DC: I wanted to ask you both to share one piece of advice for the people listening in today. Obviously, you’ve been at different places in organisations, some lowly, some right at the top, you’ve been in different places in the system of government. I want one piece of advice you’d share to help people when they’re thinking about being leaders and change agents of whichever place in the system that they see to be able to help make the change happen.
MK: I was thinking about this job and I think for me the thing I’d say to you is that during this COVID crisis you’ve got to deal with what you’re doing but make it part of what you want for the future, use COVID as a real opportunity for change. Don’t look at it as a short-term measure. The theory of today is kind of elastic and not going back, Barking and Dagenham used austerity as a platform change. Don’t look at it as a short-term thing, think of it as a long-term thing.
Think about how you can change the way you operate, how you can work with communities in a different way and stick to your narrative and your vision so people know what to expect. I suppose the last thing is always put your staff and residents first, listen to them, invest in your talent and bring in the capacity you need to do what you need. Don’t be scared to do that and don’t be scared to hold people to account. If you’ve got cynics in the organisation that don’t believe in what you’re really trying to do, move them on. My big message today is to use COVID as a platform of change, don’t just deal with the crisis and go back to where you were. Think about how you can move on and think about the long term.
HK: That was good, I agree with every word.
Maybe I’ll do something a little bit more personal. I think my great friend and really a true leader in this space, Victor Adebowale who always says ‘leadership’s about having an emotional connection to the outcomes that you want to achieve’. That I think is absolutely right, at the worst times at the best of times and more right than ever now. My view is that we have to take people with us to do it. Unless you can take people with you, you’ve got next to no chance of change.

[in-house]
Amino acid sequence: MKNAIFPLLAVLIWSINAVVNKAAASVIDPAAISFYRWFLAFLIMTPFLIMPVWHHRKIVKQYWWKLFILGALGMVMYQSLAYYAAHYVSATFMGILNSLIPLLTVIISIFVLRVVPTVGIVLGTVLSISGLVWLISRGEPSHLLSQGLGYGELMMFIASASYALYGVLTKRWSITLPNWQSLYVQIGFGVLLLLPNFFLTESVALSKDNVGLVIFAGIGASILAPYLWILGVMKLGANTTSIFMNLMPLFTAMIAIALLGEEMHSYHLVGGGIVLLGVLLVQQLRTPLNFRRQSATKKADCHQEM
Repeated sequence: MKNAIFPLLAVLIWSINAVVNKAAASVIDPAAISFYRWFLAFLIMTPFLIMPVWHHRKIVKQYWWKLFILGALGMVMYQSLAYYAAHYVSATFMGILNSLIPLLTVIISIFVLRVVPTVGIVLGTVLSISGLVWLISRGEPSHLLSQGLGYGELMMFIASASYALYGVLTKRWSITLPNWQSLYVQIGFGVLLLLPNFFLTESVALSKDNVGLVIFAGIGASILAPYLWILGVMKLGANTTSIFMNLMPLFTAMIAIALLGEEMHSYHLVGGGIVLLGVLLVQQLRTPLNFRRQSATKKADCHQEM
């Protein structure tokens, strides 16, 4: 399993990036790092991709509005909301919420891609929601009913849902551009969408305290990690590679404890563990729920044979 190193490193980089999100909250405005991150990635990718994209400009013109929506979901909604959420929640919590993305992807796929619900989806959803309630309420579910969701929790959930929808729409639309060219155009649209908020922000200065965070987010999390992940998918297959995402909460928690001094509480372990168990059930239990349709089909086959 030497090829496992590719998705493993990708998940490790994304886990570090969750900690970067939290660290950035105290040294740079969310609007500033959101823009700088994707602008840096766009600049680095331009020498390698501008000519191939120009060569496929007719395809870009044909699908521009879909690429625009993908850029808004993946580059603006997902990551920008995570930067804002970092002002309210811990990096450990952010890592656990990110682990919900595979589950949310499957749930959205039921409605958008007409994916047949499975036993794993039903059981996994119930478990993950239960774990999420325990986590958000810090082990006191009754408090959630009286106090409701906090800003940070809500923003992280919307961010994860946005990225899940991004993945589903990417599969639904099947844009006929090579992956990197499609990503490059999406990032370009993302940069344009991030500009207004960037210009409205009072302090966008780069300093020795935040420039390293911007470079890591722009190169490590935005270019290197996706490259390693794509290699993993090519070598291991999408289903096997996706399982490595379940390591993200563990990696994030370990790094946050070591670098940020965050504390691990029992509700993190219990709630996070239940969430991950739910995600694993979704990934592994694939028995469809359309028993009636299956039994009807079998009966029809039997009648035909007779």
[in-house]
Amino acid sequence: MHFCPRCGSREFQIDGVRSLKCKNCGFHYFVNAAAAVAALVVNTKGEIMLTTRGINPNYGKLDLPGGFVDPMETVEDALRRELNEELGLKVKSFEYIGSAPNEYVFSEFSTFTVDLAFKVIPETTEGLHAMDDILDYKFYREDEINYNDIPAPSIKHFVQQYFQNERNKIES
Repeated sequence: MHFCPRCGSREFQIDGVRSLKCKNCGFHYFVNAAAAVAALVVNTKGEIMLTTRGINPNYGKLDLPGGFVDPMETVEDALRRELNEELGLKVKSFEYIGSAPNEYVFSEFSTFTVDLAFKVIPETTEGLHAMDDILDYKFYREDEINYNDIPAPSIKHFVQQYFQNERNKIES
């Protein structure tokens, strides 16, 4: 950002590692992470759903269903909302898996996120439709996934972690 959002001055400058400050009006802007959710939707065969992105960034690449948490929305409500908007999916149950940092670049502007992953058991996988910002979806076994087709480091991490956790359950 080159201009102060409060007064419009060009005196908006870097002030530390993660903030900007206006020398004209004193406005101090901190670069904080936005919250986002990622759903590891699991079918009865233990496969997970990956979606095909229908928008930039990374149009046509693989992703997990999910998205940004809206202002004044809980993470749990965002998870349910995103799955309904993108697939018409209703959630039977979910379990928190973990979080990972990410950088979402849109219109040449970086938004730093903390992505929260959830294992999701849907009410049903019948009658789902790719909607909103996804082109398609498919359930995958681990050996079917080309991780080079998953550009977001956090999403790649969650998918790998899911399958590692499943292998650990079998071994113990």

That’s important at the personal level in terms of how you look after the people around you. How you recognise what we were talking about a few weeks ago Dom which is that you’ve said, let’s really respect the fact that people are having a difficult time, a life well balanced is tricky. We’re all in the kind of bubble ourselves, so I think just stepping back and thinking about that is really really vital, but leading through collaboration and leading with some emotion I think is really critical.
DC: Fantastic thank you both so much for your time, as always really wonderful to hear what you’re up to. Inspiring as always and look forward to seeing you soon, thanks again.